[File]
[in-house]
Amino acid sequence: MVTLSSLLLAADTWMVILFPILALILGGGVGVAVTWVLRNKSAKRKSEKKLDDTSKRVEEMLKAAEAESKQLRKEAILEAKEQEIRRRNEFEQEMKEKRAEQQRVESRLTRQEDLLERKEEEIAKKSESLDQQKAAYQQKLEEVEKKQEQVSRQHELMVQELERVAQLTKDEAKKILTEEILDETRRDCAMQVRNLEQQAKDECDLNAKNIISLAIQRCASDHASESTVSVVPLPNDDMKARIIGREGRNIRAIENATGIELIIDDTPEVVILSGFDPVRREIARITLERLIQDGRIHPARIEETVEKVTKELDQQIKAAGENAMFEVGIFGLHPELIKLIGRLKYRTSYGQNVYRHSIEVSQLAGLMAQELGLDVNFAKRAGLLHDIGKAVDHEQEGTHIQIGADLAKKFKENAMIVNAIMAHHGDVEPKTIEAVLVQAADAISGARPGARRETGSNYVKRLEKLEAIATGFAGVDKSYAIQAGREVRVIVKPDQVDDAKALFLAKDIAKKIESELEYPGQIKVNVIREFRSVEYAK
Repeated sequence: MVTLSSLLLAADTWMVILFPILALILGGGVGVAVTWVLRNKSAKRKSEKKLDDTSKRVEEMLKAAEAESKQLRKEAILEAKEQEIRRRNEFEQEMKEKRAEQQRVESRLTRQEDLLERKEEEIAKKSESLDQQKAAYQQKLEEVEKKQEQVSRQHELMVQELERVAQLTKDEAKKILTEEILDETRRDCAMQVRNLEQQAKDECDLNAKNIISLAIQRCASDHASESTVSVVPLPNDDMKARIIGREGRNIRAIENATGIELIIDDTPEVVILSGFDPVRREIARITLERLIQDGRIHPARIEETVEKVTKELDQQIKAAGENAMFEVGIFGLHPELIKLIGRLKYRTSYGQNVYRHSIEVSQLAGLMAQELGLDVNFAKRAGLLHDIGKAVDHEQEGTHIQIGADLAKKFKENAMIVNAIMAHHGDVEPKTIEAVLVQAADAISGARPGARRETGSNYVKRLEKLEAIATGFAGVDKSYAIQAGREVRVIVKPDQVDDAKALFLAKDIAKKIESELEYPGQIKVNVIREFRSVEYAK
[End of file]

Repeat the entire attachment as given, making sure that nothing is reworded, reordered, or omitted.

[in-house]
Amino acid sequence: MVTLSSLLLAADTWMVILFPILALILGGGVGVAVTWVLRNKSAKRKSEKKLDDTSKRVEEMLKAAEAESKQLRKEAILEAKEQEIRRRNEFEQEMKEKRAEQQRVESRLTRQEDLLERKEEEIAKKSESLDQQKAAYQQKLEEVEKKQEQVSRQHELMVQELERVAQLTKDEAKKILTEEILDETRRDCAMQVRNLEQQAKDECDLNAKNIISLAIQRCASDHASESTVSVVPLPNDDMKARIIGREGRNIRAIENATGIELIIDDTPEVVILSGFDPVRREIARITLERLIQDGRIHPARIEETVEKVTKELDQQIKAAGENAMFEVGIFGLHPELIKLIGRLKYRTSYGQNVYRHSIEVSQLAGLMAQELGLDVNFAKRAGLLHDIGKAVDHEQEGTHIQIGADLAKKFKENAMIVNAIMAHHGDVEPKTIEAVLVQAADAISGARPGARRETGSNYVKRLEKLEAIATGFAGVDKSYAIQAGREVRVIVKPDQVDDAKALFLAKDIAKKIESELEYPGQIKVNVIREFRSVEYAK
Repeated sequence: MVTLSSLLLAADTWMVILFPILALILGGGVGVAVTWVLRNKSAKRKSEKKLDDTSKRVEEMLKAAEAESKQLRKEAILEAKEQEIRRRNEFEQEMKEKRAEQQRVESRLTRQEDLLERKEEEIAKKSESLDQQKAAYQQKLEEVEKKQEQVSRQHELMVQELERVAQLTKDEAKKILTEEILDETRRDCAMQVRNLEQQAKDECDLNAKNIISLAIQRCASDHASESTVSVVPLPNDDMKARIIGREGRNIRAIENATGIELIIDDTPEVVILSGFDPVRREIARITLERLIQDGRIHPARIEETVEKVTKELDQQIKAAGENAMFEVGIFGLHPELIKLIGRLKYRTSYGQNVYRHSIEVSQLAGLMAQELGLDVNFAKRAGLLHDIGKAVDHEQEGTHIQIGADLAKKFKENAMIVNAIMAHHGDVEPKTIEAVLVQAADAISGARPGARRETGSNYVKRLEKLEAIATGFAGVDKSYAIQAGREVRVIVKPDQVDDAKALFLAKDIAKKIESELEYPGQIKVNVIREFRSVEYAK